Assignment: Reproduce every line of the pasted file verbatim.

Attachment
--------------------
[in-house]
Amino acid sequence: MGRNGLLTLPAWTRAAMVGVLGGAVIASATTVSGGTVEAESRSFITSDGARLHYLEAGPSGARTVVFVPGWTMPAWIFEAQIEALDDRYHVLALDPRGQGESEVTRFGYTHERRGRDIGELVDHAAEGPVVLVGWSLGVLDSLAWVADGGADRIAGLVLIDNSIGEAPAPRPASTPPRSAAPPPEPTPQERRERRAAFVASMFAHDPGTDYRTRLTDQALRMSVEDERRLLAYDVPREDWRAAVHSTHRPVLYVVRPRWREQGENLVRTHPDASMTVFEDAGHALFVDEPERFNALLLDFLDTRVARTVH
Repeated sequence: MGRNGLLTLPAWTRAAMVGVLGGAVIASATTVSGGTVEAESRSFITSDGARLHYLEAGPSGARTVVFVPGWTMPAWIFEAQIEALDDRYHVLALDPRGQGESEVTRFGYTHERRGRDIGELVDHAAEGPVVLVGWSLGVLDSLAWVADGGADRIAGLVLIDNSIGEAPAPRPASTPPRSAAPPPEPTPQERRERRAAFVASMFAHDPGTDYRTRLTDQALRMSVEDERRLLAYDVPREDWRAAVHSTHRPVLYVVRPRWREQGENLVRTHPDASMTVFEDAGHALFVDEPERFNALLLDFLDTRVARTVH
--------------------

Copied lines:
[in-house]
Amino acid sequence: MGRNGLLTLPAWTRAAMVGVLGGAVIASATTVSGGTVEAESRSFITSDGARLHYLEAGPSGARTVVFVPGWTMPAWIFEAQIEALDDRYHVLALDPRGQGESEVTRFGYTHERRGRDIGELVDHAAEGPVVLVGWSLGVLDSLAWVADGGADRIAGLVLIDNSIGEAPAPRPASTPPRSAAPPPEPTPQERRERRAAFVASMFAHDPGTDYRTRLTDQALRMSVEDERRLLAYDVPREDWRAAVHSTHRPVLYVVRPRWREQGENLVRTHPDASMTVFEDAGHALFVDEPERFNALLLDFLDTRVARTVH
Repeated sequence: MGRNGLLTLPAWTRAAMVGVLGGAVIASATTVSGGTVEAESRSFITSDGARLHYLEAGPSGARTVVFVPGWTMPAWIFEAQIEALDDRYHVLALDPRGQGESEVTRFGYTHERRGRDIGELVDHAAEGPVVLVGWSLGVLDSLAWVADGGADRIAGLVLIDNSIGEAPAPRPASTPPRSAAPPPEPTPQERRERRAAFVASMFAHDPGTDYRTRLTDQALRMSVEDERRLLAYDVPREDWRAAVHSTHRPVLYVVRPRWREQGENLVRTHPDASMTVFEDAGHALFVDEPERFNALLLDFLDTRVARTVH